By Anne-Marie Canning, King’s College London |
At King’s College London we’ve always known that helping widening participation students to ‘get in’ is not enough but needs to be coupled with a focus on helping those students to ‘get on’ too. That’s why we have a full lifecycle approach to widening participation:
In recent years the Office for Fair Access has become increasingly concerned about student success as well as student access, and rightly so. We know that the student experience at university is highly stratified and the consequences of this have been expertly detailed by my colleague and friend, Dr Anna Mountford-Zimdars, in her 2015 report for HEFCE ‘Causes of differential outcomes.’ It impacts in terms of social belonging, outcomes and labour market progression. If we’re serious about enhancing social mobility trajectories we need to have a joined up approach to student access and success.
An abundance of opportunities
I often think about the student experience as something like a jewellery box. The undergraduate experience is abundant with opportunities. I imagine some learners reaching into that jewellery box and taking out internships, study abroad experiences, research projects, societies and many more ‘high return’ co-curricular activities. We know that these activities are highly valued by employers and have a positive impact on student belonging and satisfaction.
‘Who does what’ at university became a preoccupying issue for me after dipping into the datasets and observing distinct patterns of participation. These ‘game changing’ experiences were concentrated in sections of the student body and I hypothesised that we could shift this by helping students to connect with the right opportunity at the right time.
Always carry books around with you
In June 2015 I had been reading Nudge by Thaler and Sunstein. I’m not sure why I picked up the book but I was having a great time reading it when I met with Professor Jonathan Grant, Director of the Policy Institute, for an introductory meeting. I explained to Jonathan that I had been thinking about how behavioural economics could help to improve the student experience for widening participation learners at King’s. Jonathan kindly offered to introduce me to the Behavioural Insights Team (BIT) at the Cabinet Office.
Fast forward a few weeks and I was presenting the challenges of full lifecycle widening participation and explaining how I thought behavioural insights could play a role in improving student outcomes and experiences to David Halpern, CEO of BIT. Interesting work on the application of behavioural insights to the university experience was already being led by Professor Ben Castleman (mastermind of the Obama ‘Better Make Room’ campaign and author of ‘The 160 Character Solution’) at the University of Virginia, and Professor Philip Oreopoulous (author of ‘Behavioural Economics of Education: Progress and Possibilities’) at the University of Toronto.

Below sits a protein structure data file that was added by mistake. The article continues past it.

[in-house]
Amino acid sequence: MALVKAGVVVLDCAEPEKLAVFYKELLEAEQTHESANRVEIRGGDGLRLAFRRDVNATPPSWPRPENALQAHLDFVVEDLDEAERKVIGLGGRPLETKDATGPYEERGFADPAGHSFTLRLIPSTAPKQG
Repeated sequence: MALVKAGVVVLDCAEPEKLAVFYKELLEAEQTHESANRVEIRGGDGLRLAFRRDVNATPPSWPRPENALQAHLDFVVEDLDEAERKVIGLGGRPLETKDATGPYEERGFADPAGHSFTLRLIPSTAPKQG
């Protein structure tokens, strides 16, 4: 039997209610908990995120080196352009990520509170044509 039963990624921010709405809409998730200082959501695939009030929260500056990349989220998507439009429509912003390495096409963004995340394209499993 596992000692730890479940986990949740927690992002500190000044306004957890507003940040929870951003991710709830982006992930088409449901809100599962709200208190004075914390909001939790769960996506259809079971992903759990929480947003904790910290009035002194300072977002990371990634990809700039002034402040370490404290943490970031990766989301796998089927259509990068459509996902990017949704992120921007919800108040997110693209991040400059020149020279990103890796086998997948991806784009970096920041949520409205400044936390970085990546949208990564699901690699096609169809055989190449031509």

Following my conversation with the team at BIT they agreed that this could be an interesting collaboration and so we commenced the first ever project looking at the application of ‘nudge’ in a UK university context.
A two-year pilot project
The project was considered by the ethics office at King’s College London and we moved into a two year pilot programme overseen by an expert advisory board. Student journey workshops and the King’s Pulse Survey have given us rich insights into the lived student experience.
What is so exciting about these models of exploration is the way in which they asked students about them rather than about the institution. This represented a significant departure from the traditional higher education satisfaction survey model and allowed us to work out what matters to students and when we might best offer an intervention. We have delivered a range of complex and simple randomised controlled trials within the King’s College London ecosystem using institutional datasets to measure efficacy. First year students have benefited from a range of programmes and pointers to help them make the most of their time at the university. Acrobatic analysis and application of machine learning techniques has helped us to understand the impact of our intervention on different student groups and begin to reshape how we structure the student experience at King’s.
Our blog will detail the tribulations and triumphs of our experimental approach. We look forward to sharing our results and lessons learned in the hope that others can take encouragement from our work and adopt behaviourally inspired methods in their own contexts. By bringing new ideas together with old problems I believe we can make faster progress in helping students make the most of their talents and opportunities.